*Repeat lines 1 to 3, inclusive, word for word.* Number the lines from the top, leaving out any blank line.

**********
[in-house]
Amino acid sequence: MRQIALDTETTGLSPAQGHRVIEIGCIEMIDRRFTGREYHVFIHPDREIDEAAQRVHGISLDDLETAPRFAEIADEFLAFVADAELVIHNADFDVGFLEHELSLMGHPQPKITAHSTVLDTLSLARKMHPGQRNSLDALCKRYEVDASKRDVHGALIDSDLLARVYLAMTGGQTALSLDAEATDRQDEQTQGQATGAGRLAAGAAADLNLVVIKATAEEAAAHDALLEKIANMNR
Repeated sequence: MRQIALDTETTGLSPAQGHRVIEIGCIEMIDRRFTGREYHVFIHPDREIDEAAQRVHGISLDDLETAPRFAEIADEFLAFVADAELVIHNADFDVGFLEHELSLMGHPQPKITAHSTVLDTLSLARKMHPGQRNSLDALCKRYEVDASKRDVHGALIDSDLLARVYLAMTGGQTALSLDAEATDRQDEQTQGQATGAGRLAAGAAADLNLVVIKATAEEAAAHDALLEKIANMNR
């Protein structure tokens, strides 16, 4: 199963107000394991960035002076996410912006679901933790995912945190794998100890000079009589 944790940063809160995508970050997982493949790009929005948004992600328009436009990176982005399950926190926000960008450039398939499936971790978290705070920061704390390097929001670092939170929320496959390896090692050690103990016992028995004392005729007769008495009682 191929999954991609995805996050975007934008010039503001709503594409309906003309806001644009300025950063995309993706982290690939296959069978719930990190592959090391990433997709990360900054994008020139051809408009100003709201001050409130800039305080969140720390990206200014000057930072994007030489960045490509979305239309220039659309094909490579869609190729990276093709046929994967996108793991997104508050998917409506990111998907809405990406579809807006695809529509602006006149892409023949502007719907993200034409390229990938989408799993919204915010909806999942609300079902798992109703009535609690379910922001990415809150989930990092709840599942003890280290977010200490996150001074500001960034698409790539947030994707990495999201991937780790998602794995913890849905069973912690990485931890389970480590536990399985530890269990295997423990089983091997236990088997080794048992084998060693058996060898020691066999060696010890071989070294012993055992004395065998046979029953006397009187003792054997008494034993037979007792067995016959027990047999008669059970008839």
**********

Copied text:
[in-house]
Amino acid sequence: MRQIALDTETTGLSPAQGHRVIEIGCIEMIDRRFTGREYHVFIHPDREIDEAAQRVHGISLDDLETAPRFAEIADEFLAFVADAELVIHNADFDVGFLEHELSLMGHPQPKITAHSTVLDTLSLARKMHPGQRNSLDALCKRYEVDASKRDVHGALIDSDLLARVYLAMTGGQTALSLDAEATDRQDEQTQGQATGAGRLAAGAAADLNLVVIKATAEEAAAHDALLEKIANMNR
Repeated sequence: MRQIALDTETTGLSPAQGHRVIEIGCIEMIDRRFTGREYHVFIHPDREIDEAAQRVHGISLDDLETAPRFAEIADEFLAFVADAELVIHNADFDVGFLEHELSLMGHPQPKITAHSTVLDTLSLARKMHPGQRNSLDALCKRYEVDASKRDVHGALIDSDLLARVYLAMTGGQTALSLDAEATDRQDEQTQGQATGAGRLAAGAAADLNLVVIKATAEEAAAHDALLEKIANMNR